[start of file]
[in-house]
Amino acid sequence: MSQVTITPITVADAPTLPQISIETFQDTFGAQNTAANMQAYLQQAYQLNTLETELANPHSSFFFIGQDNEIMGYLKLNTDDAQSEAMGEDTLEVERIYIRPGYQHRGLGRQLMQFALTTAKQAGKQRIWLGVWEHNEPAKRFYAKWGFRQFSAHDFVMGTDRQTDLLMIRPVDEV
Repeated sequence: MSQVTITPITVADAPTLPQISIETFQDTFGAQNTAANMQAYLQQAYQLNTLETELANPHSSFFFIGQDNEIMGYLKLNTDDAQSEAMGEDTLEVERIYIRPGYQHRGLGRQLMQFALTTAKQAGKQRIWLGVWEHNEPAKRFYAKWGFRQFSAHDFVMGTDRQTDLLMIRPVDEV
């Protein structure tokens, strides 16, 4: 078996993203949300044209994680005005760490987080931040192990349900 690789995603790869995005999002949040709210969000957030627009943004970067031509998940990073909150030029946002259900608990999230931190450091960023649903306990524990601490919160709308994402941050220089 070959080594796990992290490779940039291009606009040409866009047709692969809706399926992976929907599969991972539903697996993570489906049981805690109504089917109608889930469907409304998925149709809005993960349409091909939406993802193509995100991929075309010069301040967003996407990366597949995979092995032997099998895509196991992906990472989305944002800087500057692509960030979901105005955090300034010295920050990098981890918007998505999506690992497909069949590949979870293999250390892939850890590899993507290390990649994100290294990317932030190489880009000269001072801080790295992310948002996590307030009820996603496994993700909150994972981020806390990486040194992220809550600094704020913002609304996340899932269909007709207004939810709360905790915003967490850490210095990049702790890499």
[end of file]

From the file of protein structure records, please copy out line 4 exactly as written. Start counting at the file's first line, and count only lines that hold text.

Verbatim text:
């Protein structure tokens, strides 16, 4: 078996993203949300044209994680005005760490987080931040192990349900 690789995603790869995005999002949040709210969000957030627009943004970067031509998940990073909150030029946002259900608990999230931190450091960023649903306990524990601490919160709308994402941050220089 070959080594796990992290490779940039291009606009040409866009047709692969809706399926992976929907599969991972539903697996993570489906049981805690109504089917109608889930469907409304998925149709809005993960349409091909939406993802193509995100991929075309010069301040967003996407990366597949995979092995032997099998895509196991992906990472989305944002800087500057692509960030979901105005955090300034010295920050990098981890918007998505999506690992497909069949590949979870293999250390892939850890590899993507290390990649994100290294990317932030190489880009000269001072801080790295992310948002996590307030009820996603496994993700909150994972981020806390990486040194992220809550600094704020913002609304996340899932269909007709207004939810709360905790915003967490850490210095990049702790890499």